All too often, we have to look at this in the view of how some white Americans look at this issue. And you said that you know white conservatives, even Trump voters, who thought that Chauvin was guilty. Are you concerned that white Americans across the spectrum are going to say, “See, the system works. He ended up being convicted.” And not be interested in long-term police reform?
Yes. I think it’s very similar to when Barack Obama was elected president in 2008. Many people said, “Well, now we have a Black president, so we don’t have racism anymore.” And I think that I can see that in a very similar situation.
This is a big thing for me. And I came to this conclusion last summer after seeing what was happening and researching it. I’m in favor of abolishing policing as we know it. I don’t think it works. I don’t think that we can train people out of what’s going on. From your perspective, do you think that is possible? And from a theoretical standpoint, what would abolishing police and rebuilding a public safety system look like? Because it’s not like people don’t still need protection.
I do believe that the language that’s used—as far as abolishing the police to defunding the police—is something that may not go over well with certain elements on the right wing. However, I do agree with you that because of the culture that exists within American society, because of the culture that exists within law enforcement, that it does need to be cut down, and then allow it to be built back up.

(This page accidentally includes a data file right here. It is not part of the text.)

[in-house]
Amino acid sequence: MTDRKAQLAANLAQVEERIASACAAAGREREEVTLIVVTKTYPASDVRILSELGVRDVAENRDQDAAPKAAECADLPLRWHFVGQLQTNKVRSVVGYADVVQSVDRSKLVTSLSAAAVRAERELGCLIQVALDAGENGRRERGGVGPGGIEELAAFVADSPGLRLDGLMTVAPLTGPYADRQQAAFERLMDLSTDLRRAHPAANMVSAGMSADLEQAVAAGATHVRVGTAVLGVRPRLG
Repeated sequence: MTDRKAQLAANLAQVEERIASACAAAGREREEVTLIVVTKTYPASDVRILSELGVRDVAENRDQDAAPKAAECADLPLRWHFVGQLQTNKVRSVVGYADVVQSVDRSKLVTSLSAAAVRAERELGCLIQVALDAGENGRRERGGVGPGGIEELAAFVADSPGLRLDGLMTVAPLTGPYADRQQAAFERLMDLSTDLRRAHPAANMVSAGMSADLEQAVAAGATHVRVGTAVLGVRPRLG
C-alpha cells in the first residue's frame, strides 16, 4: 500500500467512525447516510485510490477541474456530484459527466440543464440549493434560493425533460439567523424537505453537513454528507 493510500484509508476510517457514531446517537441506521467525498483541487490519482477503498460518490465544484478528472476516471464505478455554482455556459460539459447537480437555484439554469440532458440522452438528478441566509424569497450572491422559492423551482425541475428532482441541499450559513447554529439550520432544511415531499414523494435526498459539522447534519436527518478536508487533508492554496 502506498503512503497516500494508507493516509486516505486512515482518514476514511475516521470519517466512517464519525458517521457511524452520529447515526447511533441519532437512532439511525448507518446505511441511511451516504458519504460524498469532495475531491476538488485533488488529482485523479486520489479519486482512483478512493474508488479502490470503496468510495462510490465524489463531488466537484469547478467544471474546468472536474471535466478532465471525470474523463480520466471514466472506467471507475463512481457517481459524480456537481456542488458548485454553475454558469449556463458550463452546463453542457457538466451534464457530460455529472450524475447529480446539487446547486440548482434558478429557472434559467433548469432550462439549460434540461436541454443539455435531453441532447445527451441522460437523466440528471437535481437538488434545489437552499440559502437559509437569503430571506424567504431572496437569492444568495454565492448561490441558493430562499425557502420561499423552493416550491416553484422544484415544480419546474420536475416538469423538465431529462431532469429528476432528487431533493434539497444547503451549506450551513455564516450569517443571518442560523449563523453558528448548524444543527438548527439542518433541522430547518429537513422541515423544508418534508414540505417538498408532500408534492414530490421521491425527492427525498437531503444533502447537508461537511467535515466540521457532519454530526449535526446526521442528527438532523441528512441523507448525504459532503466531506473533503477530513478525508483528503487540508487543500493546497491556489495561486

So, this is my theory on how you do it, right? You take a look at your average police department, you say, “All right, what percentage of the time are you making traffic stops? What percentage of the time are you dealing with domestic disputes? What percentage of the time are you actually preventing violent crime? What percentage of the time are you hanging out at local high schools?” And you look at what police are actually doing. Then you re-create forces that are specifically designed to handle those issues. Like, I don’t need an armed cop showing up at every single traffic stop.
I think the whole fact that police officers have guns, they have a badge, they’re empowered by that, allows them to use excessive force, and it allows them to kill people and get away with it because of qualified immunity and other protections. There are certain instances where police officers should not be involved. So defunding the police, abolishing the police, or whatever term you want to use to make it more palatable to American public, I think is the way to go.
What, in your own personal experience, led you to focus on race and policing? Something always drives us. What drove you look at race and policing?
Well, when I was a young assistant professor, I was stopped by a police officer around 11 at night. I had just finished teaching a class and had gone for a jog—had on running shorts and sweaty T-shirt—and I’m thinking, “Well, something must be wrong with my car. Maybe there is a taillight out something.” So I pulled over, waiting for the police officer to come and tell me what’s wrong with my car, and I noticed I was staring down the barrel of a gun, ordered from my car at gunpoint, mistreated like a common thug. I did not get a ticket, once he found out that I didn’t have a criminal record. That was my first encounter with policing and race. It all goes back to implicit bias.